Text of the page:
Current standards for testing wound dressings do not work for biofilms, particularly in the case of polymicrobial biofilms, a new study has found.

Testing of wound dressings is predominantly carried out on single species of microbes in isolation, even though the wound sterile environment is not sterile and is often made up of multiple species, the University of Nottingham study revealed.

national-institute-of-allergy-and-infectious-diseases-BtrSvamnnw0-unsplash (1)

Source: NIAID

Colorized image of Methicillin-resistant Staphylococcus aureus (MRSA) bacteria

The paper, ‘Development, characterisation and evaluation of a simple polymicrobial colony biofilm model for testing of antimicrobial wound dressings’ has been accepted for publication in the Journal of Applied Microbiology, an Applied Microbiology International publication.

Global economic impact

“There is a global economic impact of over $281 billion caused by biofilms in wounds, with many patients receiving multiple wound dressings prescribed until resolution of infection,” said corresponding author Dr Shaun Robertson of the National Biofilms Innovation Centre at the university.

“In wounds, microbes are generally found as biofilms yet current standards for claims of antimicrobial activity of a dressing are performed using free living microbes (planktonic). 

“The wound environment is not sterile and is often comprised of multiple species yet testing is predominantly performed using single species in isolation. We therefore tested wound dressings in a simple high-throughput model that used polymicrobial biofilms.”

Wound dressings

The researchers selected commercially available wound dressings as representative ones used for clinical treatment (three silver and one iodine), and began by testing the antimicrobial claims to the claimed standard which showed antimicrobial activity versus the Pseudomonas aeruginosa (Gram-negative), Staphylococcus aureus (Gram-positive) and Candida albicans (fungi) as single species free living (planktonic) and when combined together as free living populations.

They then transitioned to a colony biofilm model, proving that it had the hallmarks of a biofilm, namely production of extracellular matrix and a biofilm architecture. This was done using a combination of confocal laser scanning microscopy and electron microscopy. 

Having demonstrated colony biofilms were formed, the team then tested the four wound dressings which resulted in all three silver dressings being shown to have no activity versus all three species of microbes, while the iodine containing dressing was active versus all species.

Debridement of wound

The researchers then simulated a real world aspect of wound treatment in which debridement of the wound was performed. This was done by harvesting and disrupting the colony biofilm, applying it to the wound dressings and then placing it back upon the growth agar. This showed some partial activity of silver wound dressings but this was nowhere near the same level of the antimicrobial standards claim. The iodine dressing again showed excellent activity killing all microbes in combination.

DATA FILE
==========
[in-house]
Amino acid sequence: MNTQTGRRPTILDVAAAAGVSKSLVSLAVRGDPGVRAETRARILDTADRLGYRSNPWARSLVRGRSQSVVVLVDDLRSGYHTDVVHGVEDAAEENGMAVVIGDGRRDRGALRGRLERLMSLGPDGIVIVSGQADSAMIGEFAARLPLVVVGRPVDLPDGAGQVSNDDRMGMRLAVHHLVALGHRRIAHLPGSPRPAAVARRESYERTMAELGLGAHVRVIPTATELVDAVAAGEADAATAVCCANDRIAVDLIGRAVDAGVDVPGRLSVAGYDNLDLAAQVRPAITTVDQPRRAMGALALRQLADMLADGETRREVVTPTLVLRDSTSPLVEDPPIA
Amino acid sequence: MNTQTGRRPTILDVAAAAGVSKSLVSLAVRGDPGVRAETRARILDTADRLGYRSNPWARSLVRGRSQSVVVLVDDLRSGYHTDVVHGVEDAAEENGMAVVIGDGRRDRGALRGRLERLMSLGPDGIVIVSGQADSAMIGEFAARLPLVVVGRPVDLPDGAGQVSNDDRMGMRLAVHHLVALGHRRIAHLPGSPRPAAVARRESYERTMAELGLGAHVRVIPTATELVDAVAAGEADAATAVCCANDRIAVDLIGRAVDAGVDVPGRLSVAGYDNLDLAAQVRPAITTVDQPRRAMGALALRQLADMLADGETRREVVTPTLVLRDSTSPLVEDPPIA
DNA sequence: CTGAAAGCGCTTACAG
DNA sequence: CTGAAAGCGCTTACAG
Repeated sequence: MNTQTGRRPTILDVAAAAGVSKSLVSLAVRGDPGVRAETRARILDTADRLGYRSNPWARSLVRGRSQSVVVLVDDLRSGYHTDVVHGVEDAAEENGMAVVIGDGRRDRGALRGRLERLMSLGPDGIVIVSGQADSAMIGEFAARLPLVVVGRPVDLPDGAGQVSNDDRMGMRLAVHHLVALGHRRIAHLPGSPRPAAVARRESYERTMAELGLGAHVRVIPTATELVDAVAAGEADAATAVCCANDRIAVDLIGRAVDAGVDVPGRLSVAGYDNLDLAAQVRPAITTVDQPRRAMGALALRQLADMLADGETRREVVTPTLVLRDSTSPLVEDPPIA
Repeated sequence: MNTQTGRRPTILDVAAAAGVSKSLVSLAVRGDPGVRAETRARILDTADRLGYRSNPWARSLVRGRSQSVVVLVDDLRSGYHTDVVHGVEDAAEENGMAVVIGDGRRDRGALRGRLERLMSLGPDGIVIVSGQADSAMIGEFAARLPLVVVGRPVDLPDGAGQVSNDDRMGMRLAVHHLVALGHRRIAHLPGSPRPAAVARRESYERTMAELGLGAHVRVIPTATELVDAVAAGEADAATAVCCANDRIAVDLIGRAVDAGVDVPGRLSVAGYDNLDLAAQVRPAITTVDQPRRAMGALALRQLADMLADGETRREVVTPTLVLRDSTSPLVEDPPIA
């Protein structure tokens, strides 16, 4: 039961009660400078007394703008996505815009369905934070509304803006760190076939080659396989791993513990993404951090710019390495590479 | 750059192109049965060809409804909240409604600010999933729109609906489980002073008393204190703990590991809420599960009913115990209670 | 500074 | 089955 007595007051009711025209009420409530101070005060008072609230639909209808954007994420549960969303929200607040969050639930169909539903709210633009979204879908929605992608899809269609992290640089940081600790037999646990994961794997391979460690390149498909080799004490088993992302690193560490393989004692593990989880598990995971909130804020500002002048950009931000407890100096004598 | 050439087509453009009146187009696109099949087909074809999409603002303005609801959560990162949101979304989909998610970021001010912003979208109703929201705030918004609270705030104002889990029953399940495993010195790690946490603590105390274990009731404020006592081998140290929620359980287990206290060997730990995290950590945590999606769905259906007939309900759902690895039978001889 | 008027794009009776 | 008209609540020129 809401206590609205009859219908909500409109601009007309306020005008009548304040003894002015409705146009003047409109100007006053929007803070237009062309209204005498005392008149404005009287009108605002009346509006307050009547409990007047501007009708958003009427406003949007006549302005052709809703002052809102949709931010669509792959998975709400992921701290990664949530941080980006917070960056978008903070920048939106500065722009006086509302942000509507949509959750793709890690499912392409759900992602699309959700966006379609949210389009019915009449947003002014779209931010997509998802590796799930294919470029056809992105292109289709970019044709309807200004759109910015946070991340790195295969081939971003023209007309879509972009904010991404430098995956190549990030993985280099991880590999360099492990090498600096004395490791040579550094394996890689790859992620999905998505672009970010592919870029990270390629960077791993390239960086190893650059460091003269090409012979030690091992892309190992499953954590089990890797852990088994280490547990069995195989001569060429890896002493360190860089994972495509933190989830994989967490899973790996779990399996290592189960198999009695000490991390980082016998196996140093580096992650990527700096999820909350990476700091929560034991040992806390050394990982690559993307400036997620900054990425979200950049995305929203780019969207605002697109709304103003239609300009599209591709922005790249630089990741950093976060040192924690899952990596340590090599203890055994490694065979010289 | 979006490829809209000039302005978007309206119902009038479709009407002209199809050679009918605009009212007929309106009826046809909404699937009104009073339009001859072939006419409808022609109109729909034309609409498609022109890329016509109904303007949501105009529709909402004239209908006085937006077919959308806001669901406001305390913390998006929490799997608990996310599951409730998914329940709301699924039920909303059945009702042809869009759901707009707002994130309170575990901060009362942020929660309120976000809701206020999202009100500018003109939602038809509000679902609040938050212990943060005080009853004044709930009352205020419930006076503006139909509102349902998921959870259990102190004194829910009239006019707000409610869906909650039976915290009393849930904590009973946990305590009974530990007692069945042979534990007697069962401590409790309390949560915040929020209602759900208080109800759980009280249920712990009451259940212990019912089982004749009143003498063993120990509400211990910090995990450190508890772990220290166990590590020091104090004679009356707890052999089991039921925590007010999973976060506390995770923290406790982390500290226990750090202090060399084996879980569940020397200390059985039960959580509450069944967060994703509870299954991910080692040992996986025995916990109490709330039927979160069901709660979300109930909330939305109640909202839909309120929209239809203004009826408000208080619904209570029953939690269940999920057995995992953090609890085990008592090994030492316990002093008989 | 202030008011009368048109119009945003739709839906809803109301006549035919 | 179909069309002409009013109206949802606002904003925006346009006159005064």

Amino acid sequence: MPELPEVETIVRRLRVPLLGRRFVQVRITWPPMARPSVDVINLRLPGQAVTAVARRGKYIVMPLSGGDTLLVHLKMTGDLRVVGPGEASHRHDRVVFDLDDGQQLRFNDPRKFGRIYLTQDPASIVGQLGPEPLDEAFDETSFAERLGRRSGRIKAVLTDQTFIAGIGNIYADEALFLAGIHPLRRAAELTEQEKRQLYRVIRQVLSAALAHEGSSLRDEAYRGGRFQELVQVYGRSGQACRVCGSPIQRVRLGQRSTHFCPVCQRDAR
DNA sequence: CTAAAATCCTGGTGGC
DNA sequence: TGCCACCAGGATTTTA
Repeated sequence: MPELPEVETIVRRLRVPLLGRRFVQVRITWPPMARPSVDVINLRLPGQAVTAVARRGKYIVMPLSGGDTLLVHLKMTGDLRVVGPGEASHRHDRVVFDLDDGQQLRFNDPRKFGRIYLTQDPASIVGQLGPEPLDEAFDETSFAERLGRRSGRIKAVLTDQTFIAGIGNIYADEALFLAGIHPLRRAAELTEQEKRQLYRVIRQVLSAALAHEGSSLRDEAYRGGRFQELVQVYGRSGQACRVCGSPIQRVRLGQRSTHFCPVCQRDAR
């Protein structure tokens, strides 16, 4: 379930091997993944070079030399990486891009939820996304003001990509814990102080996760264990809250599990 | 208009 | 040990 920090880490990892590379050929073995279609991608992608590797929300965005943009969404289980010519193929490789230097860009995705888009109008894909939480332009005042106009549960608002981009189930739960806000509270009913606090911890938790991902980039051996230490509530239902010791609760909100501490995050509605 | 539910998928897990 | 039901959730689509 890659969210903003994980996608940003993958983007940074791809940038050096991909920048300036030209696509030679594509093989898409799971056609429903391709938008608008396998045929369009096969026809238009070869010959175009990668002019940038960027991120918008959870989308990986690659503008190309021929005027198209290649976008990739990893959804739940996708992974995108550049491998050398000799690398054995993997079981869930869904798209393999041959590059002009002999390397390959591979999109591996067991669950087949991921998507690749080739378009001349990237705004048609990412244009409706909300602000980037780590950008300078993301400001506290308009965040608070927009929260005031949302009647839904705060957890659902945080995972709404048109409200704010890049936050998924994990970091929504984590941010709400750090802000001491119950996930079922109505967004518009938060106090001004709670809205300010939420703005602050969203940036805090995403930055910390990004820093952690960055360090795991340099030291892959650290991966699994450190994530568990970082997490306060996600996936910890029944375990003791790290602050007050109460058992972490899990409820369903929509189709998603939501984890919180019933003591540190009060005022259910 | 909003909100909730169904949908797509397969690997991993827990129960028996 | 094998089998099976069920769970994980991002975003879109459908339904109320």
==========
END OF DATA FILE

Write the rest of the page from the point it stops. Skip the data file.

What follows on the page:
“We expected the silver wound dressings to have little to no active versus a whole colony biofilm due to how the silver wound dressings function by drawing in wound exudate, yet we expected a lot more activity when we disrupted the colony biofilm to simulate debridement. Yet that was not the case,” Dr Robertson said.

Better biofilm standards needed

“This study highlighted the need for better biofilm standards for wound dressing claims. It is clear that in this model of testing silver wound dressings were generally ineffective versus the debridement simulated model. While an in vitro study this could have implications for treatment in clinics.

“To build on these findings, we would need to perform comparative studies with other wound models and including other microbial species under different oxygenation conditions. To add additional clinical inference, testing should also be done using clinical wound isolates of bacteria and fungi to demonstrate if the findings using laboratory strains translate to the clinical strains.”

The study was led by Dr Shaun N Robertson, Dr Petra L Kohler Riedi, and Professor Miguel Cámara. This study was supported with funding from the National Biofilms Innovation Centre (NBIC) which is an Innovation and Knowledge Centre funded by the Biotechnology and Biological Sciences Research Council (BBSRC), Innovate UK (IUK) and Hartree Centre (Award Numbers BB/R012415/1 and 554 BB/X002950/1) and 3M. Manuel Romero was also supported by the Maria Zambrano program from the Spanish Ministry of Universities.

 ‘Development, characterisation and evaluation of a simple polymicrobial colony biofilm model for testing of antimicrobial wound dressings’ appeared in the Journal of Applied Microbiology.